Target 1 – Sansa Clip Zip
From a hardware perspective this is a simple mini-project to convert an off-the-shelf digital music player into a headphone practice amplifier. The digital music player in question is the Sanza Clip Zip made by Sandisk.
From the point of view of this project it has good many things going for it. In particular it has audio inputs that can be tapped into by de-soldering either the built in microphone or FM radio chip. It also has a colour display, a 250MHz ARM9 CPU and,crucially, a mature Rockbox port. The Rockbox port means I can concentrate on the signal processing code without having to work very hard getting the rest of the hardware to work. Even better, these devices are really cheap, so much so that I’m seriously contemplating buying a second one to keep and use for its original purpose.
The only problem with the device is the noise floor. The microphone is probably too noisy too use at all and even with the FM radio’s line in things are only 12dB better. Still, when finished this device will be a headphone practice amp so there’s little need for studio quality effects. It just has to be playable.
The most significant technical limitation of this platform is the absence of FPU making this device is the main motivation for (optionally) using fixed point arithmetic.
Target 2 – STM32F4-Discovery
This time around the mini project it to take a demo board based around a very powerful modern micro controller, combine it with a good quality codec chip and build a digital effects pedal.
The discovery board from STMicroelectronics brings most of the pins of ST’s STM32F4 controller and brings them out to header connectors. This includes the I2S (digital audio) in/out needed to interface it to a codec chip. Alternatively the board has built-in audio output together with a USB on-the-go controller that allows a USB audio device to be connected up.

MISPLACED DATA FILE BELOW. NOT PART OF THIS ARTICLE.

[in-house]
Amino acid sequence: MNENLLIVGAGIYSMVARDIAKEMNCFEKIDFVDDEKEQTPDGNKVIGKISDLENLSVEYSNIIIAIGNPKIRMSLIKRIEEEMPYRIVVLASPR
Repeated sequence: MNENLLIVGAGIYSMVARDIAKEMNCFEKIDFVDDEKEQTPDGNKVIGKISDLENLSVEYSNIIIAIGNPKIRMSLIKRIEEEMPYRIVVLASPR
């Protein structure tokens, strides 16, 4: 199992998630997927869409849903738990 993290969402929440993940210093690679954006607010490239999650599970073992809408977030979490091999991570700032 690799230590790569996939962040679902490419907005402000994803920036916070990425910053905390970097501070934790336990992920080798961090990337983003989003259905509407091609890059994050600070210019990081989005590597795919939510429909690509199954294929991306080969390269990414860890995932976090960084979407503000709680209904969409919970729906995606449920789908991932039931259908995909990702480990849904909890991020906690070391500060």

The STM32F4 is based around a 168MHz ARM Cortex M4 which, although restricted to only the Thumb2 instruction set, does have a floating point unit. Here the big restriction is that being a micro controller there is only 192k of RAM. This will have to be very carefully managed. On the other hand what memory there is should be very fast compared to the CPU so no performance will be wasted with cache misses.
In the interests of full disclosure I should probably mention that I work for STMicroelectronics. However I don’t work in the microcontroller group and I didn’t pick the Discovery board because it was made by ST. I picked it because the board is fast, cheap and has I2S pins. Likewise, however much I ask my manager, I don’t get the board for free; I have to pay for it like anyone else. While disclaiming things I should also add that nothing in this blog comes from my employer. I’m not authorized to speak on their behalf and all opinions expressed here are purely my own.